I remember visiting Detroit in the 1980’s and seeing every single business with black iron bars on all their doors and windows. It was kind of scary. Looked like something out of a film-noir movie. I guess L.A. is headed in that direction. Only difference there https://www.foxnews.com/us/philadelphia-city-council-approves-bill-to-remove-bulletproof-glass-from-storefrontsis that the criminals might have to negotiate a minefield of human poop on the ground while making their escapes.

    Next up.  Added security measures will be declared “racist” and illegal.

    See Philadelphia outlawing plexiglass barriers in stores.

    • #21
  22. Hugh Member
    Hugh
    @Hugh

    Henry Castaigne (View Comment):

    In the rougher parts of Latin America, the people put broken glass on the walls in order to prevent thieves from jumping over. It seemed so bizarre to me when I was there. Now it’s looking less bizarre.

    I hear you. My home in Lusaka uses a mixture of glass, iron spikes, razor wire and electricity on the fence and gate surrounding the property.

    • #22
  23. Judge Mental Member
    Judge Mental
    @JudgeMental

    Flicker (View Comment):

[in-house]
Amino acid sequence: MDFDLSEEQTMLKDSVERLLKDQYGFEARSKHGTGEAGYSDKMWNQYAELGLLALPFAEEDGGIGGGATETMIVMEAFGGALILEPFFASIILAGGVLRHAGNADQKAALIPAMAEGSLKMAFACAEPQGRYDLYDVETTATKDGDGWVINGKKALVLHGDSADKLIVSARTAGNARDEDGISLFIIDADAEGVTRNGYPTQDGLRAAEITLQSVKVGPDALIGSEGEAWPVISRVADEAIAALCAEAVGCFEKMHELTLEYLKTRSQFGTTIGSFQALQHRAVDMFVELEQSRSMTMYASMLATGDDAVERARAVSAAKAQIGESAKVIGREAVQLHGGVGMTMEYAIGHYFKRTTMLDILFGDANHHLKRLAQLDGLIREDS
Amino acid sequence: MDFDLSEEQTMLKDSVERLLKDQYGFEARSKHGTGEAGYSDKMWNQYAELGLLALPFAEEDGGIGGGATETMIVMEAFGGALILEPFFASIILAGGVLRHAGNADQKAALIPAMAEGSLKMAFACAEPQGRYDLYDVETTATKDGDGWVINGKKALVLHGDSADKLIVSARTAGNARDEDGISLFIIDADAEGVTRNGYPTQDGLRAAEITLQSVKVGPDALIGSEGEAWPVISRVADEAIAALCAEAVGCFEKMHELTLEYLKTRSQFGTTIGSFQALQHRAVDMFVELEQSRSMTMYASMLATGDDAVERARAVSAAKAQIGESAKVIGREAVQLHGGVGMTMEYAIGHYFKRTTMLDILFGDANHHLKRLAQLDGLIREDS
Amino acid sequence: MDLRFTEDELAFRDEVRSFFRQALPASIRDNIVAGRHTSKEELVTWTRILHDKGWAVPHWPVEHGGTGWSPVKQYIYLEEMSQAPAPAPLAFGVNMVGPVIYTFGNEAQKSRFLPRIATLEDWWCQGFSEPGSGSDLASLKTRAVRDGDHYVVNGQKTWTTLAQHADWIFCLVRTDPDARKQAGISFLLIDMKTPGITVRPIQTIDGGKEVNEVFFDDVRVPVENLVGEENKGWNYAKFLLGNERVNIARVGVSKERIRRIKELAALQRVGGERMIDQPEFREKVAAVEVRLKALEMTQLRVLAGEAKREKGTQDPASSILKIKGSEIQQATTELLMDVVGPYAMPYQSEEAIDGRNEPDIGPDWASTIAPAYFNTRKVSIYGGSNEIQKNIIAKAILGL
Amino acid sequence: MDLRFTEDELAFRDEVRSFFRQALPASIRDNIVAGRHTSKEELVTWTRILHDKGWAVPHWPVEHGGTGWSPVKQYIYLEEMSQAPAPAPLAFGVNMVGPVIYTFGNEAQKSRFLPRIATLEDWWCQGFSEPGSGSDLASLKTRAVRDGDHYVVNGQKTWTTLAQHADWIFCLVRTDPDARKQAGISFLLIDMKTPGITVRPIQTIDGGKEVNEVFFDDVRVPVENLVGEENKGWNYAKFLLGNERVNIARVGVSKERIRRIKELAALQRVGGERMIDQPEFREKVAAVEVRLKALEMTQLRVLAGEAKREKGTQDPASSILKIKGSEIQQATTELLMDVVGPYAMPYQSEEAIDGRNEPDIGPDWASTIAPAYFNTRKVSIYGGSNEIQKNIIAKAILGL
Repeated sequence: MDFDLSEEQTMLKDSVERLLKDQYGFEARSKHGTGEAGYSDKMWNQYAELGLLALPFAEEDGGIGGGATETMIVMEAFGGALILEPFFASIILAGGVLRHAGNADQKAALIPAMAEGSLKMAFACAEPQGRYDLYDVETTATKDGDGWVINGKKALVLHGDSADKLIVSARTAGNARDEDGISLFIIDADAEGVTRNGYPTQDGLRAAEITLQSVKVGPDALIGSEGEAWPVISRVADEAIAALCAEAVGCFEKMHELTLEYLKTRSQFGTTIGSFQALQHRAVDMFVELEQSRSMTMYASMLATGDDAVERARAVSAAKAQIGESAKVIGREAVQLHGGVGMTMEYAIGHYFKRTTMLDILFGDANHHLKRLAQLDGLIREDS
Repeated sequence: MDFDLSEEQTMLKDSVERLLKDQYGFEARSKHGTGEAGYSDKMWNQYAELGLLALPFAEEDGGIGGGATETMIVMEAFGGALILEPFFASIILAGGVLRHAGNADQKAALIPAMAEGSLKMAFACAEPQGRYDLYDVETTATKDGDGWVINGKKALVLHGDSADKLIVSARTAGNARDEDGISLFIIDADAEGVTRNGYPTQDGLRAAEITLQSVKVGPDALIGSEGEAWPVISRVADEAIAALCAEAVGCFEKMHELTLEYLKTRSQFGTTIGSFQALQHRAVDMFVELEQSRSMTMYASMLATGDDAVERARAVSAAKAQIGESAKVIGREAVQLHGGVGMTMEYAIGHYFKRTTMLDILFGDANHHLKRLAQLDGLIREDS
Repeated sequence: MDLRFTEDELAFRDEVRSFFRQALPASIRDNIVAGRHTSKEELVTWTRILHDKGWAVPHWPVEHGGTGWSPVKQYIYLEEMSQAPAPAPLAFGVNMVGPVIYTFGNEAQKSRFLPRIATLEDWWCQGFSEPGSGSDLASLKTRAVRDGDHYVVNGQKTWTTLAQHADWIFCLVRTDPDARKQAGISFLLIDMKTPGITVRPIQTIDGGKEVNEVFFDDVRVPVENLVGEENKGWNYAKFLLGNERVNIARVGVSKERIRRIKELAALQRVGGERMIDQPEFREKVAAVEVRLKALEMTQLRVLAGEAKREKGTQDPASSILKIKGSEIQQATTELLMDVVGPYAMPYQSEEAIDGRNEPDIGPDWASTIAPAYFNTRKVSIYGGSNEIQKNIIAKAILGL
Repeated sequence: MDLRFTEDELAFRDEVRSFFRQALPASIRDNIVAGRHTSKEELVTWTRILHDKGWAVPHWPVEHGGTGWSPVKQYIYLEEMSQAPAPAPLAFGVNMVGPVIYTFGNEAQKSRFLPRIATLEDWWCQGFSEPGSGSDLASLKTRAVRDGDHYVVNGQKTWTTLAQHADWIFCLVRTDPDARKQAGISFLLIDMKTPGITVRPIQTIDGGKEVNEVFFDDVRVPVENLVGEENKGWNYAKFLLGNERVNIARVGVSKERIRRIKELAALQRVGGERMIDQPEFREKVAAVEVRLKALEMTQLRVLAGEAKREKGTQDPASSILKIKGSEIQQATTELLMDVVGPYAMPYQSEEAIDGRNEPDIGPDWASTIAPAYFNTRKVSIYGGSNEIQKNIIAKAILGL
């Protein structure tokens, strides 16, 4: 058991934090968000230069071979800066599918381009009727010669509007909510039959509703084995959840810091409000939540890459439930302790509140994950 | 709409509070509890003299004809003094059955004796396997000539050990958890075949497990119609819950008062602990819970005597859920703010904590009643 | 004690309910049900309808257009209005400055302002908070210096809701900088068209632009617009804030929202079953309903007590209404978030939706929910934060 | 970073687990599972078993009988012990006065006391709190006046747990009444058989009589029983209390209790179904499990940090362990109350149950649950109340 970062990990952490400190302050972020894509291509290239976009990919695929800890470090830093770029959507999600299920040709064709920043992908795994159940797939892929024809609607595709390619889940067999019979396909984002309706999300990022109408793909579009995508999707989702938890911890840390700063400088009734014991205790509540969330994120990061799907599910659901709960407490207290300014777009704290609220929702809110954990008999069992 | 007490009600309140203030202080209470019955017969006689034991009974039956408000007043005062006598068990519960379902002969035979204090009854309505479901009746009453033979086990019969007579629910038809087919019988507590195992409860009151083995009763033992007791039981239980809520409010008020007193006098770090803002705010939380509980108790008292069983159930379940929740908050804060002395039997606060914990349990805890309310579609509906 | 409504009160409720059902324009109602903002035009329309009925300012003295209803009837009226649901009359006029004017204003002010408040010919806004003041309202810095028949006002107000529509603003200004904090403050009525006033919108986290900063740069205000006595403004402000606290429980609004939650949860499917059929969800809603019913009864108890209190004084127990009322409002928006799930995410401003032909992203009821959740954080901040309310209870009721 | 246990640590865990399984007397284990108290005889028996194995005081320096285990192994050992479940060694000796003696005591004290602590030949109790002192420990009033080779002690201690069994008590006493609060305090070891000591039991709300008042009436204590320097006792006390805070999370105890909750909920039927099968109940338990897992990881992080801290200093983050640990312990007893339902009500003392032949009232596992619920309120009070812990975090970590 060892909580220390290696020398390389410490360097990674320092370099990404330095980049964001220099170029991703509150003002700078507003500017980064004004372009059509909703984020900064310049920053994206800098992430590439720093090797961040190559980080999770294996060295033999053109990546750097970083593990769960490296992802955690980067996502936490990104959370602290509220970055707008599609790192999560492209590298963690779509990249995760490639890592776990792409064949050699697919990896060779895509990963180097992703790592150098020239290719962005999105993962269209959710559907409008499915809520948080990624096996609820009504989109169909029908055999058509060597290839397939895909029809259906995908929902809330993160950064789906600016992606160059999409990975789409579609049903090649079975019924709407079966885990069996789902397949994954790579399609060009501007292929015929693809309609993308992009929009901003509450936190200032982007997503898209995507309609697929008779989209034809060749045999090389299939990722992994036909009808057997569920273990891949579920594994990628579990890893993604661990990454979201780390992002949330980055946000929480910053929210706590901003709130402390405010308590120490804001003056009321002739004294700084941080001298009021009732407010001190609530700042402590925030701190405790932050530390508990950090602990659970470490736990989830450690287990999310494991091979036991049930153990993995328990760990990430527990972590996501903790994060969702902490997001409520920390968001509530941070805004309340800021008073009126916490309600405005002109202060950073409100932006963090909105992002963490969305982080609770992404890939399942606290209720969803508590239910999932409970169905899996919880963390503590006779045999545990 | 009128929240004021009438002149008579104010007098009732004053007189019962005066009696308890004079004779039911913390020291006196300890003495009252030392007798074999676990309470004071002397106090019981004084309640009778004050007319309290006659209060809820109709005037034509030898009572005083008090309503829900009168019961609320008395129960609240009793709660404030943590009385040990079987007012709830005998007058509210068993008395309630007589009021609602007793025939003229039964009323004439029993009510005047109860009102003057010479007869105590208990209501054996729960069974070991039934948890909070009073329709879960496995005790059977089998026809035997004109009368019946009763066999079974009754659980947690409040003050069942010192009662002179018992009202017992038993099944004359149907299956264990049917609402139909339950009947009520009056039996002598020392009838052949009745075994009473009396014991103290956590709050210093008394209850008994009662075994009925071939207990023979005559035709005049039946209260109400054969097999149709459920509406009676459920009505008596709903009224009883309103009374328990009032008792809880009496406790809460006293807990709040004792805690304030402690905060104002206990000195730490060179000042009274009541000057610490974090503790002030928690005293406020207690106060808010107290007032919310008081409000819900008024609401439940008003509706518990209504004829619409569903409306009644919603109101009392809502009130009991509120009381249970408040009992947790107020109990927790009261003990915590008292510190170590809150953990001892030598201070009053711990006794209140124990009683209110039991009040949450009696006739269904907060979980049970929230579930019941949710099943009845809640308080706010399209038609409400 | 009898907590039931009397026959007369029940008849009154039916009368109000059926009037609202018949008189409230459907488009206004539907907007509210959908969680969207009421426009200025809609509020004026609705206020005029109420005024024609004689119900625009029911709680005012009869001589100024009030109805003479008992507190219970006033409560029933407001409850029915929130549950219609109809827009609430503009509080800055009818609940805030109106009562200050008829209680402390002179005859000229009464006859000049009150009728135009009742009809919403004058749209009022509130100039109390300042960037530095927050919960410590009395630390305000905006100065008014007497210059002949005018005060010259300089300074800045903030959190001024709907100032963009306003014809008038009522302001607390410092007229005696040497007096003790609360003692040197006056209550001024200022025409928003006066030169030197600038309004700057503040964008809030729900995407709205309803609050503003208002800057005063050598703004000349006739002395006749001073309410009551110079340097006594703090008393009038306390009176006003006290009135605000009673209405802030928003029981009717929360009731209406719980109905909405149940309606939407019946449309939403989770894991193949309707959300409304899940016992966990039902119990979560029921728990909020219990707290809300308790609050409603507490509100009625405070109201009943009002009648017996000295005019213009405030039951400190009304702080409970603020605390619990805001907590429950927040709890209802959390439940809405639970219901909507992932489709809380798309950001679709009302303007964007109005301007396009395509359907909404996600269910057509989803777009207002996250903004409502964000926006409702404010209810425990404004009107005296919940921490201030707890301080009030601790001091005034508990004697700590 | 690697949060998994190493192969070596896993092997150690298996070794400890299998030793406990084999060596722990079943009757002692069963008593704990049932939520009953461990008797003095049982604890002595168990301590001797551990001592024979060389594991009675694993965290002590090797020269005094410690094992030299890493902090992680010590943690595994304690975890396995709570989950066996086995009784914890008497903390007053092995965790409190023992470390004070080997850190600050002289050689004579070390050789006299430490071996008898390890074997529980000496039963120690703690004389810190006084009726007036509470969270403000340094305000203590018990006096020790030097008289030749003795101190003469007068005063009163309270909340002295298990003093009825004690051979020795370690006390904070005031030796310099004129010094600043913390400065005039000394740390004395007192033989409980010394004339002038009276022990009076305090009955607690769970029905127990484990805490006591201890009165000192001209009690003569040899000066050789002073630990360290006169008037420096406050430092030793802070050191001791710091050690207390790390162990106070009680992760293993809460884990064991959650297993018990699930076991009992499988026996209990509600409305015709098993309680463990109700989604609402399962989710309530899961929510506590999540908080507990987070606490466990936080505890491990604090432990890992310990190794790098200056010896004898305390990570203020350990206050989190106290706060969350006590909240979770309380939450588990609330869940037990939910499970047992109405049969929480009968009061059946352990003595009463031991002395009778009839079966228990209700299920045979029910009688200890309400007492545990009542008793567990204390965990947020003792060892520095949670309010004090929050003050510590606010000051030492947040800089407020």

Henry Castaigne (View Comment):

    In the rougher parts of Latin America, the people put broken glass on the walls in order to prevent thieves from jumping over. It seemed so bizarre to me when I was there. Now it’s looking less bizarre.

    Not just the rougher parts. I’ve seen glass on walls in government buildings, and upscale hotels. It’s just the way it is.

    First place I saw it was a church.

    • #23
  24. DaveSchmidt Coolidge
    DaveSchmidt
    @DaveSchmidt

    Randy Webster (View Comment):

    Steven Seward (View Comment):

    Flicker (View Comment):

    Nohaaj (View Comment):

    Flicker (View Comment):

    I’ve seen third world countries that have soldiers armed with what I took to be fully-auto weapons guarding banks, but I never saw barbed wire in front of windows and doorways.

    barbed wire and broken glass embedded on the tops of walls were pretty common, with bars on the windows, and an armed guard or two at the entrance. doesn’t work to put barbed wire across the doorway…

    If it limits people to a tight single file line, it might.

    Broken glass is a hundreds year old technique. But barbed wire in front of upscale stores? That’s the picture. I’ve been in some pretty grungy places, but I’ve never seen that. Of course, bars on windows are considered stylistic and fashionable.

    I remember visiting Detroit in the 1980’s and seeing every single business with black iron bars on all their doors and windows. It was kind of scary. Looked like something out of a film-noir movie. I guess L.A. is headed in that direction. Only difference there is that the criminals might have to negotiate a minefield of human poop on the ground while making their escapes.

    They’re safe as long as they steal less than $950 worth of goods.

    With inflation, that might not be all that much loot.  

    • #24
  25. DaveSchmidt Coolidge
    DaveSchmidt
    @DaveSchmidt

    Hugh (View Comment):

    Henry Castaigne (View Comment):